Individual behaviors dominate the dynamics of an urban mountain lion population isolated by roads

Seth P D Riley, Laurel E K Serieys, John P. Pollinger, Jeffrey A. Sikich, Lisa Dalbeck, Robert K. Wayne, Holly B Ernest

Research output: Contribution to journalArticle

28 Citations (Scopus)

Abstract

Large carnivores can be particularly sensitive to the effects of habitat fragmentation on genetic diversity [1, 2]. The Santa Monica Mountains (SMMs), a large natural area within Greater Los Angeles, is completely isolated by urban development and the 101 freeway to the north. Yet the SMMs support a population of mountain lions (Puma concolor), a very rare example of a large carnivore persisting within the boundaries of a megacity. GPS locations of radio-collared lions indicate that freeways are a near-absolute barrier to movement. We genotyped 42 lions using 54 microsatellite loci and found that genetic diversity in SMM lions, prior to 2009, was lower than that for any population in North America except in southern Florida, where inbreeding depression led to reproductive failure [3-5]. We document multiple instances of father-daughter inbreeding and high levels of intraspecific strife, including the unexpected behavior of a male killing two of his offspring and a mate and his son killing two of his brothers. Overall, no individuals from the SMMs have successfully dispersed. Gene flow is critical for this population, and we show that a single male immigrated in 2009, successfully mated, and substantially enhanced genetic diversity. Our results imply that individual behaviors, most likely caused by limited area and reduced opportunities to disperse, may dominate the fate of small, isolated populations of large carnivores. Consequently, comprehensive behavioral monitoring can suggest novel solutions for the persistence of small populations, such as the transfer of individuals across dispersal barriers.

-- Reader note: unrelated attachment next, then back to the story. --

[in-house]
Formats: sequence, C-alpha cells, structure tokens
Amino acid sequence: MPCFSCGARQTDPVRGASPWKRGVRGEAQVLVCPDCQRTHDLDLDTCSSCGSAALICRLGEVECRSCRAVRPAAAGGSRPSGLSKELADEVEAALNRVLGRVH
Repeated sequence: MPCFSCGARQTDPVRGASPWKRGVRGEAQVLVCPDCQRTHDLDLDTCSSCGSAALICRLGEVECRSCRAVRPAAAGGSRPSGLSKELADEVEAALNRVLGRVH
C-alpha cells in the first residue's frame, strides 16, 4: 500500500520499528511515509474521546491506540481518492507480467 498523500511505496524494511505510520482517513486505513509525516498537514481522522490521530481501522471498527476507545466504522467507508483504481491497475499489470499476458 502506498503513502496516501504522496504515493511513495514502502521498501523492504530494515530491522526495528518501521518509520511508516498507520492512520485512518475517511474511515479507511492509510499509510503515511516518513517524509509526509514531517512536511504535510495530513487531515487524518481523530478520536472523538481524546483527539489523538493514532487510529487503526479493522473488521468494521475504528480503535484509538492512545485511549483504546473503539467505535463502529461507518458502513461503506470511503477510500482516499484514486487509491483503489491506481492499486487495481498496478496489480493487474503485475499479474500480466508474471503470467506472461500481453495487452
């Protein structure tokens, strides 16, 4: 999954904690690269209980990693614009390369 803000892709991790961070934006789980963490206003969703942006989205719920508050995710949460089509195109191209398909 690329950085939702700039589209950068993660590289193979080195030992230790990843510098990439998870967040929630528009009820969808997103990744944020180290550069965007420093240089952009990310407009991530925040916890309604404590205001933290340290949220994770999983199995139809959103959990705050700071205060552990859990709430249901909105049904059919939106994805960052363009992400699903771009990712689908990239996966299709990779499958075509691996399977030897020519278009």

Original languageEnglish (US)
Pages (from-to)1989-1994
Number of pages6
JournalCurrent Biology
Volume24
Issue number17
DOIs
StatePublished - Sep 8 2014

Fingerprint

Puma
Puma concolor
Highway systems
roads
carnivores
Lions
Microsatellite Repeats
Population
Panthera leo
Global positioning system
mountains
Nuclear Family
Genes
genetic variation
Urban Renewal
Monitoring
Inbreeding
urban development
Gene Flow
Los Angeles

ASJC Scopus subject areas

  • Agricultural and Biological Sciences(all)
  • Biochemistry, Genetics and Molecular Biology(all)

Cite this

Riley, S. P. D., Serieys, L. E. K., Pollinger, J. P., Sikich, J. A., Dalbeck, L., Wayne, R. K., & Ernest, H. B. (2014). Individual behaviors dominate the dynamics of an urban mountain lion population isolated by roads. Current Biology, 24(17), 1989-1994. https://doi.org/10.1016/j.cub.2014.07.029

Individual behaviors dominate the dynamics of an urban mountain lion population isolated by roads. / Riley, Seth P D; Serieys, Laurel E K; Pollinger, John P.; Sikich, Jeffrey A.; Dalbeck, Lisa; Wayne, Robert K.; Ernest, Holly B.

In: Current Biology, Vol. 24, No. 17, 08.09.2014, p. 1989-1994.

Research output: Contribution to journalArticle

Riley, SPD, Serieys, LEK, Pollinger, JP, Sikich, JA, Dalbeck, L, Wayne, RK & Ernest, HB 2014, 'Individual behaviors dominate the dynamics of an urban mountain lion population isolated by roads', Current Biology, vol. 24, no. 17, pp. 1989-1994. https://doi.org/10.1016/j.cub.2014.07.029
Riley SPD, Serieys LEK, Pollinger JP, Sikich JA, Dalbeck L, Wayne RK et al. Individual behaviors dominate the dynamics of an urban mountain lion population isolated by roads. Current Biology. 2014 Sep 8;24(17):1989-1994. https://doi.org/10.1016/j.cub.2014.07.029
Riley, Seth P D ; Serieys, Laurel E K ; Pollinger, John P. ; Sikich, Jeffrey A. ; Dalbeck, Lisa ; Wayne, Robert K. ; Ernest, Holly B. / Individual behaviors dominate the dynamics of an urban mountain lion population isolated by roads. In: Current Biology. 2014 ; Vol. 24, No. 17. pp. 1989-1994.
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